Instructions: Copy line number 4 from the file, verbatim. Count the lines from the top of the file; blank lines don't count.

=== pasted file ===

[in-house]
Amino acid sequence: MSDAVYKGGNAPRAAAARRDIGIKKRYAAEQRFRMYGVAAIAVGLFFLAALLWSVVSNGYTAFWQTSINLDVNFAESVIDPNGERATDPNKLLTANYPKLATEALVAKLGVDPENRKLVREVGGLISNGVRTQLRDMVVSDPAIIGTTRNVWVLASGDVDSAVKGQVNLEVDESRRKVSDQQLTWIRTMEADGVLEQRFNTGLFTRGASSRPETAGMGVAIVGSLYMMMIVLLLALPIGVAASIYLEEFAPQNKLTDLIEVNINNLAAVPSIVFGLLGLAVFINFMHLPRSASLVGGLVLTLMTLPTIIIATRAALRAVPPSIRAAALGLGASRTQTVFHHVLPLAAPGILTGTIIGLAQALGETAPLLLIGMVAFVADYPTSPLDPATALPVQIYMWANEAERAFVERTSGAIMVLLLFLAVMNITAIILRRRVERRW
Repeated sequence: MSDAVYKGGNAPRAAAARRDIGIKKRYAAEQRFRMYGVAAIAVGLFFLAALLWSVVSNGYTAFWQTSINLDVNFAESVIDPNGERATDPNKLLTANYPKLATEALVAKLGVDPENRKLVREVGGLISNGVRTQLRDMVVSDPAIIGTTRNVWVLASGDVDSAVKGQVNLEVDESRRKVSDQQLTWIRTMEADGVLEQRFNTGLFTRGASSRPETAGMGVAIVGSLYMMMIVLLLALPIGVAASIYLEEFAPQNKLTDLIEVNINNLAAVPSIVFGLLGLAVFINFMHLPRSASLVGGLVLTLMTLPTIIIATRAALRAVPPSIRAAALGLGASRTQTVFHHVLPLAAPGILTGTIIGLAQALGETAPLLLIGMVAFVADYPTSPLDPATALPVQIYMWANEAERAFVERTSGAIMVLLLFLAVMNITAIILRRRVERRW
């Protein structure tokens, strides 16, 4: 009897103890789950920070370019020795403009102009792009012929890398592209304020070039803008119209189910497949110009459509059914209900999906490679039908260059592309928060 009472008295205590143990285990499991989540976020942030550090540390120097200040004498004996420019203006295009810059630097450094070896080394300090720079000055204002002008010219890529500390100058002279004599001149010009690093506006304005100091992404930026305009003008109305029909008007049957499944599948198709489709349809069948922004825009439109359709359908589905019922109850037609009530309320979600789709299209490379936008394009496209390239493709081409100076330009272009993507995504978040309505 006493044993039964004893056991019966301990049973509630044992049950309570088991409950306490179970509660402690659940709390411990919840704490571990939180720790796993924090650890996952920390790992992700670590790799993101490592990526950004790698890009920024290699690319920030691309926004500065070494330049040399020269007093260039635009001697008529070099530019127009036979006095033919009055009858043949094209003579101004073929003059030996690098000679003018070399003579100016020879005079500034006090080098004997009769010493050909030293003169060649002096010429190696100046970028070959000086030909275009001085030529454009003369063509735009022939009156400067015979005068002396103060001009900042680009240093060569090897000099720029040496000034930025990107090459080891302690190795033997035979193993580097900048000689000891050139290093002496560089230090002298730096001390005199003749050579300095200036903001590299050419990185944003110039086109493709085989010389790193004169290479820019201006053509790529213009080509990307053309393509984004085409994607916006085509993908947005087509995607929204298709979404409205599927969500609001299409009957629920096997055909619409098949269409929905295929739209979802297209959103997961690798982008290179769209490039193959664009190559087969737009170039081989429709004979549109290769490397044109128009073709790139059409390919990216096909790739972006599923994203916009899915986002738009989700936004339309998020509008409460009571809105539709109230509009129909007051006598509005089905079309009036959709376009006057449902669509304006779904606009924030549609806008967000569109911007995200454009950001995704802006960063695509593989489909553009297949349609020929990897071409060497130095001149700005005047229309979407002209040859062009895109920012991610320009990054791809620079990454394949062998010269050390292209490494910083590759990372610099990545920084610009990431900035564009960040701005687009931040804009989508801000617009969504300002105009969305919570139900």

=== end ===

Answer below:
């Protein structure tokens, strides 16, 4: 009897103890789950920070370019020795403009102009792009012929890398592209304020070039803008119209189910497949110009459509059914209900999906490679039908260059592309928060 009472008295205590143990285990499991989540976020942030550090540390120097200040004498004996420019203006295009810059630097450094070896080394300090720079000055204002002008010219890529500390100058002279004599001149010009690093506006304005100091992404930026305009003008109305029909008007049957499944599948198709489709349809069948922004825009439109359709359908589905019922109850037609009530309320979600789709299209490379936008394009496209390239493709081409100076330009272009993507995504978040309505 006493044993039964004893056991019966301990049973509630044992049950309570088991409950306490179970509660402690659940709390411990919840704490571990939180720790796993924090650890996952920390790992992700670590790799993101490592990526950004790698890009920024290699690319920030691309926004500065070494330049040399020269007093260039635009001697008529070099530019127009036979006095033919009055009858043949094209003579101004073929003059030996690098000679003018070399003579100016020879005079500034006090080098004997009769010493050909030293003169060649002096010429190696100046970028070959000086030909275009001085030529454009003369063509735009022939009156400067015979005068002396103060001009900042680009240093060569090897000099720029040496000034930025990107090459080891302690190795033997035979193993580097900048000689000891050139290093002496560089230090002298730096001390005199003749050579300095200036903001590299050419990185944003110039086109493709085989010389790193004169290479820019201006053509790529213009080509990307053309393509984004085409994607916006085509993908947005087509995607929204298709979404409205599927969500609001299409009957629920096997055909619409098949269409929905295929739209979802297209959103997961690798982008290179769209490039193959664009190559087969737009170039081989429709004979549109290769490397044109128009073709790139059409390919990216096909790739972006599923994203916009899915986002738009989700936004339309998020509008409460009571809105539709109230509009129909007051006598509005089905079309009036959709376009006057449902669509304006779904606009924030549609806008967000569109911007995200454009950001995704802006960063695509593989489909553009297949349609020929990897071409060497130095001149700005005047229309979407002209040859062009895109920012991610320009990054791809620079990454394949062998010269050390292209490494910083590759990372610099990545920084610009990431900035564009960040701005687009931040804009989508801000617009969504300002105009969305919570139900």